I am not so sure if something that formed the basis of medicine in this country and has been around for 6000 or more years is mysterious. This is especially true when you realize that there is so much existing science supporting it that has existed for many, many decades.
Surely it is just ignorance that people seem to think all of this is just something of a fad or new, and will pass along quietly.
Sure sounds strange to me since I've been studying and using natural health for over 50 years. Even my father learned it when he was at Tulane Med School in the 1920s.
Just stop calling it alternative, integrative, or complementary. Call it by what it has always been: Natural Health and First Medicine.
The year 2011 happens to be not only the 40th anniversary of the government's War on Cancer but also the 20th anniversary of the founding of the Office of Alternative Medicine (OAM), now the National Center for Complementary and Alternative Medicine (NCCAM). This seems like an appropriate time to look back on the founding of the OAM and the political struggles that attended its birth.
Twenty years ago, Senator Tom Harkin (D-IA) was chairman of the Appropriations Subcommittee that oversaw the $10 billion-a-year NIH budget. Harkin drafted a piece of legislation, which former Congressman Berkley Bedell (D-IA) intensively lobbied for among his former colleagues. Broadly speaking, the idea was to rectify problems that had been revealed by a report on alternative medicine from the Office of Technology Assessment (OTA).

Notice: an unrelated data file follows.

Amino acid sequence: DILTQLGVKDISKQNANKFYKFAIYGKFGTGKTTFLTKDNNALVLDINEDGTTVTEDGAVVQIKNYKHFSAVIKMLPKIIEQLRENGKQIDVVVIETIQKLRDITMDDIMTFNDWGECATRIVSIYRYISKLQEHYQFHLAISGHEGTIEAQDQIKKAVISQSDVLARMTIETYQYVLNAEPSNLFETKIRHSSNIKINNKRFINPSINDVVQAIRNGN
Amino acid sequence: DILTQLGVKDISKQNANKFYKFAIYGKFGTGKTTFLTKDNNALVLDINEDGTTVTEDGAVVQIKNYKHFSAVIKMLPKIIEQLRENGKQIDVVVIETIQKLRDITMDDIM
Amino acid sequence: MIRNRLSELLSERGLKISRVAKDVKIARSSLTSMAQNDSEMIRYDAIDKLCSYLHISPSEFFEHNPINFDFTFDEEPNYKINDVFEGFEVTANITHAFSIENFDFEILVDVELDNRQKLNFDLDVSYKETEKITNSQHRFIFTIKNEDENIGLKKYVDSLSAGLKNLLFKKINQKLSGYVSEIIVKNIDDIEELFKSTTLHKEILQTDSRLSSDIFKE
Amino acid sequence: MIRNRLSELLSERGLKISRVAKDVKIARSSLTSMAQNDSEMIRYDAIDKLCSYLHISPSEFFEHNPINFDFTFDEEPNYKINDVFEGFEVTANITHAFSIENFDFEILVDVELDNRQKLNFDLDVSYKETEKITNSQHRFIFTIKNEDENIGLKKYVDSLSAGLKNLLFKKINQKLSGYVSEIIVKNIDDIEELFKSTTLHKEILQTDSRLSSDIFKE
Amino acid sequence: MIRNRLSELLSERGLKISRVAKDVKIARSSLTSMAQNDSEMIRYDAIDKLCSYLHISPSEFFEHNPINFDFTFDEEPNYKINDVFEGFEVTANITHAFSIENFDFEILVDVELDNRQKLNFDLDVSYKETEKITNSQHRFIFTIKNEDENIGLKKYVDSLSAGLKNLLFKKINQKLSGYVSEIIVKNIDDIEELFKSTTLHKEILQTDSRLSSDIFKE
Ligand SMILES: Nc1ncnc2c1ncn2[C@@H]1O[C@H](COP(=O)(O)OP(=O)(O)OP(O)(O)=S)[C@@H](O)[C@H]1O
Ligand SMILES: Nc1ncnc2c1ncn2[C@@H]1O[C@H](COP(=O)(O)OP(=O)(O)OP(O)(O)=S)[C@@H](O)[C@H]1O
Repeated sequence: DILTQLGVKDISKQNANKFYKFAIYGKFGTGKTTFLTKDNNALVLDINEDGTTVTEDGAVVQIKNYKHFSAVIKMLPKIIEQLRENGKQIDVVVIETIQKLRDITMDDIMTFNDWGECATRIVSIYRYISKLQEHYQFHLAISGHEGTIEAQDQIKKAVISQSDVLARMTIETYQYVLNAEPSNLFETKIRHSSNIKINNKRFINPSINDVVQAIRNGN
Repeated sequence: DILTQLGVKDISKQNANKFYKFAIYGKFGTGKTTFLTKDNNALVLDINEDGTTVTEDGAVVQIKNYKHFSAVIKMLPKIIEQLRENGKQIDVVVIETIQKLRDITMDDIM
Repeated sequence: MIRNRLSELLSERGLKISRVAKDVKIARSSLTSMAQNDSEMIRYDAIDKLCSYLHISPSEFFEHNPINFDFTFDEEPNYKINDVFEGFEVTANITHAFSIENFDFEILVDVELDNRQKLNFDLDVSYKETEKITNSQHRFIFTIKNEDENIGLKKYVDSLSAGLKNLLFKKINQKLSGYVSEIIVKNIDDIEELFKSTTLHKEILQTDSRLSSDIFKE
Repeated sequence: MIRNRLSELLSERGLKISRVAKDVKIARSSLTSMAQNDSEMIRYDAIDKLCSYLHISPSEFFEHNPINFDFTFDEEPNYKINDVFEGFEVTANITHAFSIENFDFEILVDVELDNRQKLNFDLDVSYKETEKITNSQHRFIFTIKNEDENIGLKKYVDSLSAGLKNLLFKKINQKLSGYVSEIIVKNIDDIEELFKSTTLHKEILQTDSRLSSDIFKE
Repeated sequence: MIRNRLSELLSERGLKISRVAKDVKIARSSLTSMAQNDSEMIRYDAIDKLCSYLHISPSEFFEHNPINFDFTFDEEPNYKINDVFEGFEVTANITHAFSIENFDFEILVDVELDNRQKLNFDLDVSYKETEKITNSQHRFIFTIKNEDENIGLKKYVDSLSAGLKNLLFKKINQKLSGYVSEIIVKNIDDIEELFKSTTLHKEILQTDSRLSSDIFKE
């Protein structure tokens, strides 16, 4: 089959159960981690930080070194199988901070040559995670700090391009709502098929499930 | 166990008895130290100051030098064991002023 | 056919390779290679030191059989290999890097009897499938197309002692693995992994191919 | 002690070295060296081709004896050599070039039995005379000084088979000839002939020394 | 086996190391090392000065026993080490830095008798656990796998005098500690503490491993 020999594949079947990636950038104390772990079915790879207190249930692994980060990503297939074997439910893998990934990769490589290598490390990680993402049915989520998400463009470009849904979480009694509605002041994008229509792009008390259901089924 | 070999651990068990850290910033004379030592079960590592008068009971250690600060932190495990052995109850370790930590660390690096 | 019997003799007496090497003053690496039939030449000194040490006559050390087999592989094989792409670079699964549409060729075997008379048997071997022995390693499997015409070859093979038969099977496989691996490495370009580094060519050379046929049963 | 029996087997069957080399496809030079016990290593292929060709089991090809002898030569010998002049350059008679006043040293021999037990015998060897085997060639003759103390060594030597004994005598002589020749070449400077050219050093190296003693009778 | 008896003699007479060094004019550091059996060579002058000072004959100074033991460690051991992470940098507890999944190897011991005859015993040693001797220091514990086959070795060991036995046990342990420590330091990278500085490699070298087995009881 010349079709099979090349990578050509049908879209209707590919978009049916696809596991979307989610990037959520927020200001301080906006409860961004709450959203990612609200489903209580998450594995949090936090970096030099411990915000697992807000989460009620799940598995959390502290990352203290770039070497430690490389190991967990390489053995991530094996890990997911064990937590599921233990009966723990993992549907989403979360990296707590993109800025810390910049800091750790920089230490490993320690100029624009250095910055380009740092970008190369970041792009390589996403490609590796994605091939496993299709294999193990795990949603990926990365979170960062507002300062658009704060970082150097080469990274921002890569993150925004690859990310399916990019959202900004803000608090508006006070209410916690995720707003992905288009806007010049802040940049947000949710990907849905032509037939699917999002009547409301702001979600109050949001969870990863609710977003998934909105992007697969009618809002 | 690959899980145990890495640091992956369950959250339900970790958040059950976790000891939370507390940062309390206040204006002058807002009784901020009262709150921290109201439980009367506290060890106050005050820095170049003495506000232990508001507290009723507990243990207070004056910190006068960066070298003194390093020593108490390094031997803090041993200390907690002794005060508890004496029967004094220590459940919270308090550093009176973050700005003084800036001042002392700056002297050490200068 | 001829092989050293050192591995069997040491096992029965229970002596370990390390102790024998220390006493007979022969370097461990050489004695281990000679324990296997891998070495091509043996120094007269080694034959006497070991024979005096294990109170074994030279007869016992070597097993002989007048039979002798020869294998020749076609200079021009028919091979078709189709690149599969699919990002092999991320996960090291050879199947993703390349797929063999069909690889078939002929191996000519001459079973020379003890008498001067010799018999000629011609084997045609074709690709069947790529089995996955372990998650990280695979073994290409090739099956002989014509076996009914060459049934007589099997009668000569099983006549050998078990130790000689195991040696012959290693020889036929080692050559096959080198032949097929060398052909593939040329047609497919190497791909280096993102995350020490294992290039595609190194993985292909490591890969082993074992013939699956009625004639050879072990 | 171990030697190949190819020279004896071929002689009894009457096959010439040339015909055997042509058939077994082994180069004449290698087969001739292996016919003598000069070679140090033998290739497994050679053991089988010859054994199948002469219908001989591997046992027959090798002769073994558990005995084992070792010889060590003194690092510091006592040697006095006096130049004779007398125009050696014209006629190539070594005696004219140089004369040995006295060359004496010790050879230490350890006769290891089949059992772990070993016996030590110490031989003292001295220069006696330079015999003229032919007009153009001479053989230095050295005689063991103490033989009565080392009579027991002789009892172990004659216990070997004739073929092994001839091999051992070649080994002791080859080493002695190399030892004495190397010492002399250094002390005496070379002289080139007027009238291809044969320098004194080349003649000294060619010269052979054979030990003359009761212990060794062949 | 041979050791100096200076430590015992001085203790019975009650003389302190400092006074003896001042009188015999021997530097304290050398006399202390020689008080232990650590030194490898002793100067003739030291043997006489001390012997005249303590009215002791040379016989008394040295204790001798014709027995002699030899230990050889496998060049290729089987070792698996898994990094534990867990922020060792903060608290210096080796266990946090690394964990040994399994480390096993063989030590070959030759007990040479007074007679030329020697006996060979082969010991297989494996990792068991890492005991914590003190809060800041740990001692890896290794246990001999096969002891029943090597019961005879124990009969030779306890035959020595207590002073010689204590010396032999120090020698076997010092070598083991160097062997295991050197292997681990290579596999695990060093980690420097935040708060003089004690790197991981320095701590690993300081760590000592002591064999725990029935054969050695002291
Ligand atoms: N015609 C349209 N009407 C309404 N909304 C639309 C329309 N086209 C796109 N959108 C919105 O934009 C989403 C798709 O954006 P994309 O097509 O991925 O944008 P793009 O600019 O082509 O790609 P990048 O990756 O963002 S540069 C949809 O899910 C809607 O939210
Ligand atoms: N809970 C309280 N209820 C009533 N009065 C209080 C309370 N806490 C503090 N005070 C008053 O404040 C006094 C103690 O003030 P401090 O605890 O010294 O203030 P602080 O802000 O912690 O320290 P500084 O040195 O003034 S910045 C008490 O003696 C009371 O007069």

On November 22, 1991, Congress passed Harkin's bill, mandating the formation of an "Office for the Study of Unconventional Medical Practices" within NIH. The office bypassed the roadblock to the study of complementary and alternative (CAM) treatments. Some NIH officials were not exactly thrilled when they woke up to discover an office of "quackery" plunked down in their midst. For some, it was as if the Roman Curia had capriciously sanctioned in the basement of the Vatican an office for the propagation of atheism!
The office was given a small budget of $2.2 million that first year - less than a thousandth of the overall NIH appropriation. "Though just a drop in the bucket by federal budget standards," wrote Congressional Quarterly, "the office is a symbol of the new visibility being won by medical treatments that haven't gained mainstream approval" (1/31/92). By contrast, the FY 2011 budget request for NCCAM is $132,004,000! (http://nccam.nih.gov/about/offices/od/directortestimony/0410.htm)
The acting director of the office was Stephen Croft, D. Pharm, Croft appointed an ad hoc advisory board and called its first public meeting for June 17-18, 1992. Unlike the OTA staff, the NIH warmly welcomed all those interested in alternative medicine to come and present their views. Jay Moskowitz, PhD, deputy director of the NIH, opened the meeting. His friendliness towards the initiative was palpable. Complete Article